I'm writing this from a town that was the location of the largest mass execution in U.S. history. Thirty-eight Dakota men were hanged here in December 1862 for "uprising" against U.S. settlers in response to a decade of treaty violations. These uprisings led to the Dakota War of 1862. Let's think about that statement for a second. Thirty-eight Dakota men, who were fighting as members of a sovereign nation against the invading United States, were executed as unlawful combatants, not treated as enemy soldiers. Originally 303 men were to be hanged, but President Lincoln reduced that number to 38. Yes, the president who is hailed for freeing enslaved Africans was responsible for the deaths of unknown numbers of indigenous peoples during the course of his presidency. Then after they were hanged, some of their bodies were dug up and dissected as part of William Mayo's medical studies. Yes, that Mayo. History is complicated.
I'm writing this as the descendant of settler-colonialists. If my ancestors had been in the U.S. at the time of the Dakota hanging, they would have cheered it on. Even though they immigrated later in the nineteenth century, they still financially benefited from those treaty violations, from the forced migrations and mass deaths. As a result, I have financially benefited from these same events.
I'm writing this as a white descendant of settler-colonialists, which is true of many of us who work in libraries. I cannot provide the perspective of an Indigenous American. In order to encounter that perspective -- and I should clarify this to say those perspectives, plural -- you need to read/listen to the words of indigenous people. Then you need to cite them when you use their insights in your research. And/Or hire them to speak at your library events. And/Or pay them so they can afford to share their insights, either by buying their books or putting cash in their paypal accounts.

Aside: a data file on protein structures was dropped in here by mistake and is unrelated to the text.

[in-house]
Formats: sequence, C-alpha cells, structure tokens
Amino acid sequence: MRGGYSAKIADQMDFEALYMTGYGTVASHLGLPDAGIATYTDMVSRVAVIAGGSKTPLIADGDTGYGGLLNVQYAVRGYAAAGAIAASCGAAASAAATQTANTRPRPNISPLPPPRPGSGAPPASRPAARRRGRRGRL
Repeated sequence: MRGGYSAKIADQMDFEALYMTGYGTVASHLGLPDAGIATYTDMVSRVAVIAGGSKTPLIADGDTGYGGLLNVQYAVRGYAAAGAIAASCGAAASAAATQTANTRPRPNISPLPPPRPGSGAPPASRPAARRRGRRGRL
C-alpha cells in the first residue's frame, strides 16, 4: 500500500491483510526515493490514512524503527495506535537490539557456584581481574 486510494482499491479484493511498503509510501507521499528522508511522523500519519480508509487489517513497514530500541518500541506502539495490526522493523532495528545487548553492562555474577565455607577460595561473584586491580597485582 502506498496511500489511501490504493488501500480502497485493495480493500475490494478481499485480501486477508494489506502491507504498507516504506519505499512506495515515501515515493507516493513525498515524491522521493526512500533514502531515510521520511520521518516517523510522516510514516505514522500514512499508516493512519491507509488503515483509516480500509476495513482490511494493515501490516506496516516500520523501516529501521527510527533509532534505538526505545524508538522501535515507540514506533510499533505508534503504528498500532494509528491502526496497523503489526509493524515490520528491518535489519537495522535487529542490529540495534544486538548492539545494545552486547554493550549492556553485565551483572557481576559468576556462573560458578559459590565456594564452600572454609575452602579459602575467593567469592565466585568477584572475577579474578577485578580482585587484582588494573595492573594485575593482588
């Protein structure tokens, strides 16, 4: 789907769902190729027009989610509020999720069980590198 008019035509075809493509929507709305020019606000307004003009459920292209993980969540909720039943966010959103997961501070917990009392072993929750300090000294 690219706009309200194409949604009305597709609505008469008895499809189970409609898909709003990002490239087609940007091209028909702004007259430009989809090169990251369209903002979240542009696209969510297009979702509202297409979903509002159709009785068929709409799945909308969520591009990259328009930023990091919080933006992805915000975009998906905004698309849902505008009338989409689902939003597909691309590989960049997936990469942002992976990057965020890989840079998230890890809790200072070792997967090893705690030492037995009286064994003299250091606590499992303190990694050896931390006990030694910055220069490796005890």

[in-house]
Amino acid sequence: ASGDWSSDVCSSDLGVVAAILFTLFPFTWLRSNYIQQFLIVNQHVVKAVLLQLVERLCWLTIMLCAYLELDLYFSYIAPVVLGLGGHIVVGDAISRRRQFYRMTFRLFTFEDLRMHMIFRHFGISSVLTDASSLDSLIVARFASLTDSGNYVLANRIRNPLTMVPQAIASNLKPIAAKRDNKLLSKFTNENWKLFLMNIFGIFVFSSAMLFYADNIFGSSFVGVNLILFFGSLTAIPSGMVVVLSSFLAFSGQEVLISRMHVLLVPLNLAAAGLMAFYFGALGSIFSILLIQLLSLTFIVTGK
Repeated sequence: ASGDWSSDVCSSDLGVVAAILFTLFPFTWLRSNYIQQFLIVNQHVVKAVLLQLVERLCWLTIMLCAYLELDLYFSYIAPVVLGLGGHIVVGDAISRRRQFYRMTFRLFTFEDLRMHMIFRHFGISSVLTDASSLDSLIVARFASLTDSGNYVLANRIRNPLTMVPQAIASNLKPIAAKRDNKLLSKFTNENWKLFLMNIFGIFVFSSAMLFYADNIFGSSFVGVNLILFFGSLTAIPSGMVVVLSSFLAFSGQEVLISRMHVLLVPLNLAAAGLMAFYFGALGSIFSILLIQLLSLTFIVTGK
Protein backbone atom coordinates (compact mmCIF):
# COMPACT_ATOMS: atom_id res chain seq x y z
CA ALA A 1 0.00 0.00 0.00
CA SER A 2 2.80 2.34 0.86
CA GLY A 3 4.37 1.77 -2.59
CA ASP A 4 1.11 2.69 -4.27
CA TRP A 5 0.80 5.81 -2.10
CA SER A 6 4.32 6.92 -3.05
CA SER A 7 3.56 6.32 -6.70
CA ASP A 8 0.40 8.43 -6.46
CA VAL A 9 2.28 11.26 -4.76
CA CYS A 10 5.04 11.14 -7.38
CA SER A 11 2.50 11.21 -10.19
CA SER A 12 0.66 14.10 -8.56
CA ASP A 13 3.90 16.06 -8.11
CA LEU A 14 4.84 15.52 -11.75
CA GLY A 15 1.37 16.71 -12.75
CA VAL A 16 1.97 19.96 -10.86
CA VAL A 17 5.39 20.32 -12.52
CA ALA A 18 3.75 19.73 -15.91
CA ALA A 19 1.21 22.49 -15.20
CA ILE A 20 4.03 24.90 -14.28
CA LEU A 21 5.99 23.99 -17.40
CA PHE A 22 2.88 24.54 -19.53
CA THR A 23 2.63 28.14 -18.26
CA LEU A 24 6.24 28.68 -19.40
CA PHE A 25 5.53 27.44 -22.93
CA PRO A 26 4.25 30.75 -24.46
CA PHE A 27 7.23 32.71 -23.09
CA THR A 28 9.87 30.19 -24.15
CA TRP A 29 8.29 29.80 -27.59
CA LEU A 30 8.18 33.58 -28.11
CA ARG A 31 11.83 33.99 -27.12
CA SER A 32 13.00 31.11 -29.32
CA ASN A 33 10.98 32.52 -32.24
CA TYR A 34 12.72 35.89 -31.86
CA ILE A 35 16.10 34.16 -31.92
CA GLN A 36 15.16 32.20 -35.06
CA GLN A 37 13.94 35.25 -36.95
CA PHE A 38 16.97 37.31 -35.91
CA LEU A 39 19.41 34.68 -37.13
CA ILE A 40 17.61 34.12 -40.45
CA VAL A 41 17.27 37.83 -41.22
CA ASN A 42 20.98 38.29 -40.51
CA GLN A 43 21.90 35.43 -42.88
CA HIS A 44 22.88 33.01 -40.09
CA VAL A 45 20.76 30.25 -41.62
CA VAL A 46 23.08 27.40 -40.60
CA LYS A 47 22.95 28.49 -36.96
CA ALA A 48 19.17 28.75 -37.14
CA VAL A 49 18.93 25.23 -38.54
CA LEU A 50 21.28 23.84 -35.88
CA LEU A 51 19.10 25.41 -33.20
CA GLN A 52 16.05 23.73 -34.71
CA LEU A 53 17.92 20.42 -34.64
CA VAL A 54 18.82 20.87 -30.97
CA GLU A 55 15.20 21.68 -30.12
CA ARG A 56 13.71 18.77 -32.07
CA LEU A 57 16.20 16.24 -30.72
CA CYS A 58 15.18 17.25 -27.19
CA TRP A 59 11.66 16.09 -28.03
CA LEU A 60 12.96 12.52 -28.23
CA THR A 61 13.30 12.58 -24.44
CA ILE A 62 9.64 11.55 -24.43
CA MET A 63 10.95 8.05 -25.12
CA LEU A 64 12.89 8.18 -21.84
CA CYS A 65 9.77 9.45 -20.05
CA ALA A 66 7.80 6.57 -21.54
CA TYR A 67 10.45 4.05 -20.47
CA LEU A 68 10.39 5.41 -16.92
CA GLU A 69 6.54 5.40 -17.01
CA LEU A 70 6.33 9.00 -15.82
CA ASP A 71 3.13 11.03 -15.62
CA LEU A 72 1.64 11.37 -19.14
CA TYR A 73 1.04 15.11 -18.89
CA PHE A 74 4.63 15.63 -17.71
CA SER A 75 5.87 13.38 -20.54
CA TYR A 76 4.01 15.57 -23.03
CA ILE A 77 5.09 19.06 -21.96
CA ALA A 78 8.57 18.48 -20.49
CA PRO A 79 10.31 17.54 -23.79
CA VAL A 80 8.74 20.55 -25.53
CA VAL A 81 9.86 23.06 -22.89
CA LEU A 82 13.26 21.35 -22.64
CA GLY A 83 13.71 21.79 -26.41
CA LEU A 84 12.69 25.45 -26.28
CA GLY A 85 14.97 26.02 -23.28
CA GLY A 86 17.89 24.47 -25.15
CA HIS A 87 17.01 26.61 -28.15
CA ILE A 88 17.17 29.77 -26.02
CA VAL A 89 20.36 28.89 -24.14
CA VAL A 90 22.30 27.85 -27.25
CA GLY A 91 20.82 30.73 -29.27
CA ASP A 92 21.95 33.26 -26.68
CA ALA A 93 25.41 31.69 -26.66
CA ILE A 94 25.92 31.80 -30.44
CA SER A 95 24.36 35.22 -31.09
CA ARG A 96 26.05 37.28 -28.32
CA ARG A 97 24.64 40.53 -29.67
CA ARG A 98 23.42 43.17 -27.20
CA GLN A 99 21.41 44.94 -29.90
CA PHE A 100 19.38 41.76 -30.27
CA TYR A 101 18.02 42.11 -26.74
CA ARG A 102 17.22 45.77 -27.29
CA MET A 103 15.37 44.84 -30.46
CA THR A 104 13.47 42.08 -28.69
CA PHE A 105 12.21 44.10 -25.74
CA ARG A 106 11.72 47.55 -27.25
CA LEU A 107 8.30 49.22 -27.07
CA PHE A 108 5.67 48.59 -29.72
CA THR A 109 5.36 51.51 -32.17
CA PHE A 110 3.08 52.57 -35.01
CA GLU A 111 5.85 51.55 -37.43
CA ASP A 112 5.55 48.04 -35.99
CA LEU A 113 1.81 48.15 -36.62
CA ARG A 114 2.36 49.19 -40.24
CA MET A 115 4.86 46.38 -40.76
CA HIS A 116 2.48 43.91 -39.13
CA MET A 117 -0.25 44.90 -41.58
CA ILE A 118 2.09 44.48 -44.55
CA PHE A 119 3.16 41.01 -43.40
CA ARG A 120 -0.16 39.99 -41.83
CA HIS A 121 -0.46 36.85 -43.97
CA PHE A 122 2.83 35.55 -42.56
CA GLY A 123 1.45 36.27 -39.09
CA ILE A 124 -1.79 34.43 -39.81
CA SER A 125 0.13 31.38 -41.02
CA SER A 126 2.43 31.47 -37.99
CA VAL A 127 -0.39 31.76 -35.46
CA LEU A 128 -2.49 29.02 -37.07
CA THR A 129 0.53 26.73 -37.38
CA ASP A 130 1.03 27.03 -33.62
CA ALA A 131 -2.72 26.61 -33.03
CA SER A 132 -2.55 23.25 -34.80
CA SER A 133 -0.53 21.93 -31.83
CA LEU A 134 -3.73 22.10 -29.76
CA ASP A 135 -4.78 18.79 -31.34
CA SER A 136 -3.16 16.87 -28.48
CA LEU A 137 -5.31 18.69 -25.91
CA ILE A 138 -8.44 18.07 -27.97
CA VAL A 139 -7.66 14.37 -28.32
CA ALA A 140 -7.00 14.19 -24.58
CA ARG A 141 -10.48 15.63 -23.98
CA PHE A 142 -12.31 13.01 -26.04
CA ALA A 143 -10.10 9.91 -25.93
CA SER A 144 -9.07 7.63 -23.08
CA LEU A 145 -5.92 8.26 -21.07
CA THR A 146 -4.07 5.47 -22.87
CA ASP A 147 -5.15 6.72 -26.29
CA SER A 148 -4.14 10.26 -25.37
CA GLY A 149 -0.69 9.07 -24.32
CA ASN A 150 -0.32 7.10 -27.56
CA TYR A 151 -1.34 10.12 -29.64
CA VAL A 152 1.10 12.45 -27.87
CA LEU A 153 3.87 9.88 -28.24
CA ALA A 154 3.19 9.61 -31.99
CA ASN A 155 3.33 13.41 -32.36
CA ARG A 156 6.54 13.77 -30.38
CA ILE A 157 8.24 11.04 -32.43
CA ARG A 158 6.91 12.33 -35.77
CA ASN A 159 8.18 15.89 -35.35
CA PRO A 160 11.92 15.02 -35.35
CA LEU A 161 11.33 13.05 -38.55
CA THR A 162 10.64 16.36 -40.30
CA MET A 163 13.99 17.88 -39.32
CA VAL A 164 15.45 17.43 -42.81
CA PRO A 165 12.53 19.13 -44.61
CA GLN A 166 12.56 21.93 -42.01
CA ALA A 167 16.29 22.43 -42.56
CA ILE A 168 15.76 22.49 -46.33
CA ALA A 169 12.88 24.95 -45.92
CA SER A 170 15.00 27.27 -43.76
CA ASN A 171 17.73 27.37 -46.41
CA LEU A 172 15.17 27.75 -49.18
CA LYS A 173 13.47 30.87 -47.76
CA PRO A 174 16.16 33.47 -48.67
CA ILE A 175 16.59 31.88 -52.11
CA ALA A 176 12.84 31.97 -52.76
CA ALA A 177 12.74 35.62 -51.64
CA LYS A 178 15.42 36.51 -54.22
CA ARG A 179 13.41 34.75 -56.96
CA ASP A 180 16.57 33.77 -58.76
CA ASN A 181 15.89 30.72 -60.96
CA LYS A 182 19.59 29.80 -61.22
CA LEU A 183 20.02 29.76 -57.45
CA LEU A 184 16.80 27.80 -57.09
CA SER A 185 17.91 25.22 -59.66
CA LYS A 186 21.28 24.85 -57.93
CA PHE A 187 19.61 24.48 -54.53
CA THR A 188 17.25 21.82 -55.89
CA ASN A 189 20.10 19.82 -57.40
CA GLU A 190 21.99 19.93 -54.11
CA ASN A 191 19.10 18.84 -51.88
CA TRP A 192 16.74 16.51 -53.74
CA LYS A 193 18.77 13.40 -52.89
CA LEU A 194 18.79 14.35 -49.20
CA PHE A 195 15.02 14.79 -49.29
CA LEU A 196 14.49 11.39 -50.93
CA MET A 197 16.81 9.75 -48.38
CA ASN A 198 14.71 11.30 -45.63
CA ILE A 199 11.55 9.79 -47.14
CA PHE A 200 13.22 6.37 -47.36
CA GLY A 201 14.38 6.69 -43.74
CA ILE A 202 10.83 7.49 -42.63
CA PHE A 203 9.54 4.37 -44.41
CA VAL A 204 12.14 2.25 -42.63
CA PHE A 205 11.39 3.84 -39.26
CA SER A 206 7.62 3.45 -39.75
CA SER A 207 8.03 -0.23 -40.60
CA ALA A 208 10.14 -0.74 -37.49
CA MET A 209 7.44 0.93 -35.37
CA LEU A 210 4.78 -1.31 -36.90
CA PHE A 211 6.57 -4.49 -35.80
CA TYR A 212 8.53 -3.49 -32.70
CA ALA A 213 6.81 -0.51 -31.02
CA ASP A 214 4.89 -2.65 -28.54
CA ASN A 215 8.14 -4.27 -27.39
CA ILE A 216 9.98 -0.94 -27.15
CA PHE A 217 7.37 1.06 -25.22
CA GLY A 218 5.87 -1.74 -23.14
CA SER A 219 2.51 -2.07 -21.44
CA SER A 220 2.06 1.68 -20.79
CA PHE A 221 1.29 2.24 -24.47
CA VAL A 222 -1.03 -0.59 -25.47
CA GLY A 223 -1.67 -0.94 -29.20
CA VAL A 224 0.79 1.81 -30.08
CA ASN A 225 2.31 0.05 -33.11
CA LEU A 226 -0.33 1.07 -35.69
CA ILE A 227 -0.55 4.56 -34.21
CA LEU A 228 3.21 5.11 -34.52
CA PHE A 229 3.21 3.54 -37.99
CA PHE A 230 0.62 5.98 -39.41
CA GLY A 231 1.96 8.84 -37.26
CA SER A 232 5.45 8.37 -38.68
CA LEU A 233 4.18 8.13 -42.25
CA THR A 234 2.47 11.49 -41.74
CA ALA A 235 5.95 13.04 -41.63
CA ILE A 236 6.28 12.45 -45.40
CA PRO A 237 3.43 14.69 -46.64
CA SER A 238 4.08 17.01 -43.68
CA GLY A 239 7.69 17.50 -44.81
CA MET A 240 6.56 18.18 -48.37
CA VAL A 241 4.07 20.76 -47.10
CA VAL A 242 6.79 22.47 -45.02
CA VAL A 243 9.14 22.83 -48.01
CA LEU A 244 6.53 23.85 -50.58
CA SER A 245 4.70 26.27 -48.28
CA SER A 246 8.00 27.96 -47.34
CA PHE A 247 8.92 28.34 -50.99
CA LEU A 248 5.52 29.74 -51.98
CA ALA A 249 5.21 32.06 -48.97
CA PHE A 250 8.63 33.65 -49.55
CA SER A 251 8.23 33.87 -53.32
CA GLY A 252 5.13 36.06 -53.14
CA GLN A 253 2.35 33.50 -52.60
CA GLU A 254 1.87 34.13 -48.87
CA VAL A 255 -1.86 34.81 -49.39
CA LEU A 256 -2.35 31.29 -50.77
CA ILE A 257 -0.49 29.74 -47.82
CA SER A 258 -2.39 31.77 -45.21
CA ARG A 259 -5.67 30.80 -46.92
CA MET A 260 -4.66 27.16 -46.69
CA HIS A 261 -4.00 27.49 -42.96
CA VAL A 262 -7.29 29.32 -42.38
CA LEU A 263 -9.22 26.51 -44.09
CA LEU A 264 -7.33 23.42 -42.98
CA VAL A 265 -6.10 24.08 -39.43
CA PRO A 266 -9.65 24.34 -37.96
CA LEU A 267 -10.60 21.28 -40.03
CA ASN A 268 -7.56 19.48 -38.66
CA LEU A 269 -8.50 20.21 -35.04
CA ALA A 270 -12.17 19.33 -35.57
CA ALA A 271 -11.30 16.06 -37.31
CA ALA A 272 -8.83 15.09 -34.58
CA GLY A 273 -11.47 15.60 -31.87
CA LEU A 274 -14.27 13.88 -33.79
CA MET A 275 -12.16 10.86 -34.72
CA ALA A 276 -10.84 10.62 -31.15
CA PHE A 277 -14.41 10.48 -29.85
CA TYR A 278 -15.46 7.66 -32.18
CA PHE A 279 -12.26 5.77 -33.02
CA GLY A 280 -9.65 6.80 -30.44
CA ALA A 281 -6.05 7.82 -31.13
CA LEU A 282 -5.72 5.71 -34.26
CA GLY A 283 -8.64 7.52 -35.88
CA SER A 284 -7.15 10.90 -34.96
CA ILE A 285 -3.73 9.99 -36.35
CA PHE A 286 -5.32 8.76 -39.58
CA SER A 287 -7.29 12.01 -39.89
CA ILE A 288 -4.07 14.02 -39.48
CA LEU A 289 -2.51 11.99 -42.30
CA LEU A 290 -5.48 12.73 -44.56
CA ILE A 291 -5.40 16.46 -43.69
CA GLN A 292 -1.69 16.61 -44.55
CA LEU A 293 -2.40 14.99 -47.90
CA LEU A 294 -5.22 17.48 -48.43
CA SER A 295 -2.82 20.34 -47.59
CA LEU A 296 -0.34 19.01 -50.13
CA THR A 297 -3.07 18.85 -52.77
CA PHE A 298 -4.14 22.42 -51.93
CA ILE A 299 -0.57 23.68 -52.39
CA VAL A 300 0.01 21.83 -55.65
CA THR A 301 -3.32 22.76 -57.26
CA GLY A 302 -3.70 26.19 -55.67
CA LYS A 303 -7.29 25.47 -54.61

I'm writing this as someone learning to recognize the harm caused by mainstream (white) narratives about indigenous people. As someone learning to recognize the silent places in my library's collections. As someone learning that no one owes me their words or thoughts or time; I have to earn it by being trustworthy and morally responsible.
I'm writing this with the knowledge that I do not have the skills, expertise, or moral authority to tell anyone how to decolonize libraries. Who taught me that my position as colonizer means I will always be in the learning seat when it comes to de/colonialism? I'm trying to keep a list. So here we go!
- Katherine Crocker - scientist and citizen of Kaw Nation
- Mari - SF/F author, tribally enrolled Ojibwe member, and making of fabulous threads
- Debbie Reese - librarian, tribally enrolled Nambe Pueblo member, who maintains a great blog about American Indians in Children's Literature
- Jody Gray (her twitter account is locked so I'm not going to post a link) - ALA Director of the Office of Diversity, enrolled member of the Cheyenne River Sioux Nation
- nina de jesus - Their twitter bio describes them as transpinay, so I'll go with their words. No, they're not Indigenous American, but this article they wrote a few years about about the relationship between libraries and indigenous genocide was eye-opening for me!
I'm hoping to add to this list of books over time. But these were a good start:
- Roxanne Dunbar-Ortiz - She's written a lot of books, but start with Indigenous Peoples' History of the United States
- Andrés Reséndez - The Other Slavery, his book about the enslavement of indigenous Americans enraged me and broke my heart.
- Laurelyn Whitt - if you're interested in open access stuff, archives, or naming, I highly recommend her book Science, Colonialism, and Indigenous Peoples: The Cultural Politics of Law and Knowledge
Also, check out the work of AILA (American Indian Library Association)